Managing and Tracking Fixed Assets Via RFID
Radio Frequency-Identification technology (RFID) involves a tag affixed to a product which identifies and tracks the product via radio waves. These tags can carry up to 2,000 bytes of data. This technology has three parts: a scanning antenna, a transceiver with a decoder to interpret the data and a transponder (RFID tag) pre-set with information. The scanning antenna sends out a radio-frequency signal providing a means of communication with the RFID tag. When the RFID tag passes through the frequency field of the scanning antenna; it detects the activation signal and can transfer the information data in holds to be picked up by the scanning antenna.
RFID are small tags having unique information granting assets a unique identity and setting them apart from each other. They can be attached onto any object very easily as there are many sizes and shapes that makes it compatible to fitting with any form of objects may be.
In contrast to the barcode, RFID can be read from a distance (about 300ft away) and regardless of the tag being exposed or concealed. It is not necessary for the tag to be aligned in a direct line with the scanner. Furthermore, RFID tag cannot be damaged under any harsh circumstances, as they endure high levels of pressure, temperature and environmental conditions making it easier to scan the tags.
RFID also posses the factor of being extremely secure, as the data can be encrypted, protected by a password or even has the “kill” feature to remove data permanently before violating the confidentiality of the information. Unlike the barcode, RFID tags contain vast more information like the manufacturer, the time for product maintenance, shipping histories and expiry dates.
By automating data collection, RFID technology vastly reduces both human effort and error. Because RFID technology reads multiple tags at once without requiring a direct line of site as previously mentioned, people are able to quickly and accurately locate assets without scanning labels one-by-one.
The ubiquitous bar code automated the process and allowed people to scan individual items using a handheld scanner. RFID is the next generation of technology and allows users to scan multiple items at one time and does not require line of sight. Unlike barcodes, RFID and Bluetooth Smart systems, including tags, readers and software, enable personnel to locate tagged items without climbing ladders, crawling under desks, or having to be in direct line of sight.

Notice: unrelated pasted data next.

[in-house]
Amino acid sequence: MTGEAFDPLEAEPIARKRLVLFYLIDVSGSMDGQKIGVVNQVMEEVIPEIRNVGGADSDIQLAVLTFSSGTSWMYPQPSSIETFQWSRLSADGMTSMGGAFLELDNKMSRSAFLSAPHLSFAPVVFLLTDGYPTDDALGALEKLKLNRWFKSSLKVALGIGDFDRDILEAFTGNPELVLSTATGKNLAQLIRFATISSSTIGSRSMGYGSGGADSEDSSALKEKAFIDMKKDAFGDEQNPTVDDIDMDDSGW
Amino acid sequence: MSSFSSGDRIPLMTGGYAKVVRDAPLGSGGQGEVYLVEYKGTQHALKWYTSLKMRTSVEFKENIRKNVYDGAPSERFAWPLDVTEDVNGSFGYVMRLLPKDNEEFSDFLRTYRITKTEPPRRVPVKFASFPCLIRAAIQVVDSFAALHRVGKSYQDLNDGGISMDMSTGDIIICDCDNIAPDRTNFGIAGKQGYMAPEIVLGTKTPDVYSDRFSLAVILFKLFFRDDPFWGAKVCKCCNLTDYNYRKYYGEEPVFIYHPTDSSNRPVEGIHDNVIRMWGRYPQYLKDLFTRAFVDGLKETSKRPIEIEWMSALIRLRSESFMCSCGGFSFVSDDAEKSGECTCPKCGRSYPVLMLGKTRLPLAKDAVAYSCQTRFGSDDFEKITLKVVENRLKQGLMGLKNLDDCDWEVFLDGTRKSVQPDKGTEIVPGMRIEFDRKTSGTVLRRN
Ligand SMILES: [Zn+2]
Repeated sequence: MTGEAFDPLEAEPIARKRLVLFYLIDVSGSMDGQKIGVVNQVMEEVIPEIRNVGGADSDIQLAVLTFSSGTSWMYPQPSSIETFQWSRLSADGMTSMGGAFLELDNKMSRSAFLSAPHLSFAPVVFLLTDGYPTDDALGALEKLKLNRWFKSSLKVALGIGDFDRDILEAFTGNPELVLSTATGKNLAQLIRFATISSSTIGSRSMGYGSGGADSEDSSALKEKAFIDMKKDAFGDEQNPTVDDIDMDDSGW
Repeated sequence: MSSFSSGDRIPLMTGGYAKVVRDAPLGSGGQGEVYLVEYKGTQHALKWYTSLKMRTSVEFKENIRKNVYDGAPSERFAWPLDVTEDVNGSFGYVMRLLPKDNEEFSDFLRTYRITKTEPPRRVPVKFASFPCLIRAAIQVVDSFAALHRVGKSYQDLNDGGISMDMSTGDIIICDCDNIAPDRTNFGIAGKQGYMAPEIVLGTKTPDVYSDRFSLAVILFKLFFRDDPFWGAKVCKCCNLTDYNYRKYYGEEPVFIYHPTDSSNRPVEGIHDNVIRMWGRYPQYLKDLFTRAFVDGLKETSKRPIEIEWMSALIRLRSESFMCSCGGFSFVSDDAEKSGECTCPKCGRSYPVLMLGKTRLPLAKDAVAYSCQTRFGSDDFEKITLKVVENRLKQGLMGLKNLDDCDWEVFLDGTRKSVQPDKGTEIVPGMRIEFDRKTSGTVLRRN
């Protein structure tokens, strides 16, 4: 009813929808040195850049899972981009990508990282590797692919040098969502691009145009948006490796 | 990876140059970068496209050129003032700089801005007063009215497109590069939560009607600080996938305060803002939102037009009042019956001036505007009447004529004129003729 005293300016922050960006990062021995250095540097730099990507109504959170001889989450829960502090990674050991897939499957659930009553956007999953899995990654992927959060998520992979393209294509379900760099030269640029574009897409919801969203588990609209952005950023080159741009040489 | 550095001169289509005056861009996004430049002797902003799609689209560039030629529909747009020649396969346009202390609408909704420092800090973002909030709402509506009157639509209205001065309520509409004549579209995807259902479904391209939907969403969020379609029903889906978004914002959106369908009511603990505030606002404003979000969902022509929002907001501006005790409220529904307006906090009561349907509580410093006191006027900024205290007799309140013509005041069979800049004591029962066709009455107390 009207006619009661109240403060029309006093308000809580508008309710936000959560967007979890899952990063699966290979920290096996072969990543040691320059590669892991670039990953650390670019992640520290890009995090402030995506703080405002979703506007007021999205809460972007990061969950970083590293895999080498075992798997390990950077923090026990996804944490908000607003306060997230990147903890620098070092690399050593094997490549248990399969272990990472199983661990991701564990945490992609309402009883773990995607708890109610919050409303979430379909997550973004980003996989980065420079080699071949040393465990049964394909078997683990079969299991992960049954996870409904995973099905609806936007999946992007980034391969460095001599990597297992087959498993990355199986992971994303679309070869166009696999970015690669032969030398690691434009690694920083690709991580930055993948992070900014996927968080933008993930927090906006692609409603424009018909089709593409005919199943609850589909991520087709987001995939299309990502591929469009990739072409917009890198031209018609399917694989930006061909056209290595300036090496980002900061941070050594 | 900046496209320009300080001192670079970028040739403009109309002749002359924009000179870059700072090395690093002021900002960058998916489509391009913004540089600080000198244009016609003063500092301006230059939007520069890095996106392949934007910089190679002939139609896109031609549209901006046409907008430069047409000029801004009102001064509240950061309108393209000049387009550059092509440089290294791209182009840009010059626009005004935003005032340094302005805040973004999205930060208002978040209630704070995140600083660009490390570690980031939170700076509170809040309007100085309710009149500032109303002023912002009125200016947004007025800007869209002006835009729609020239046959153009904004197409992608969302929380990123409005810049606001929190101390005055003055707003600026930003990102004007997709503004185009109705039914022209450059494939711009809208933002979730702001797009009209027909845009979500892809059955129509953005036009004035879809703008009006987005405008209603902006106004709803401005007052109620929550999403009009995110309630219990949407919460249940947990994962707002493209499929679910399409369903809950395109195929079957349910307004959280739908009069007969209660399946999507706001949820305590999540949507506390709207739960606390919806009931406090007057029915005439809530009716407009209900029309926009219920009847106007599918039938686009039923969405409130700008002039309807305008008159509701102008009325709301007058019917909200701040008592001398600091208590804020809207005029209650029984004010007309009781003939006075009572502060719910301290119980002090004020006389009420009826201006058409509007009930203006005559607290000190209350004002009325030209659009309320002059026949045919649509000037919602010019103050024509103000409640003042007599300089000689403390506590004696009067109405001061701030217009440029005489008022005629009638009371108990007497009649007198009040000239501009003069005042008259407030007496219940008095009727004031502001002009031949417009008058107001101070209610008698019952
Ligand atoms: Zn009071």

When talking about managing and track the inventory via RFID system, one must be fully aware of all the advantages of such a system. The evolution of asset tracking technology has made taking inventory faster and more efficient compared with the conventional methods where human error in data-capture limited the effectiveness and proved to be very costly and time consuming. However, with the implementing of RFID the case is totally different. Many companies are integrating RFID technology into their strategic planning because it proved itself in time reduction, accuracy (less than 1% error margin) and being cost effective which works perfectly for business owners. Implementing an RFID system helps improve the management process a great deal where every asset is assembled with an RFID tag that contains all the information. The information that is collected with RFID can lead to remarkable improvements as the tracking and handling of the assets can be done in real-time and with great accuracy. Needless to say that there are far more benefits obtained by RFID implementation into supply chain and logistics operations than just improving identification of fixed assets. With time, more people will be fully aware of the whole set of the advantages RFID system offers and how well they will be able to manage and track all sort of products with high efficacy and efficiency.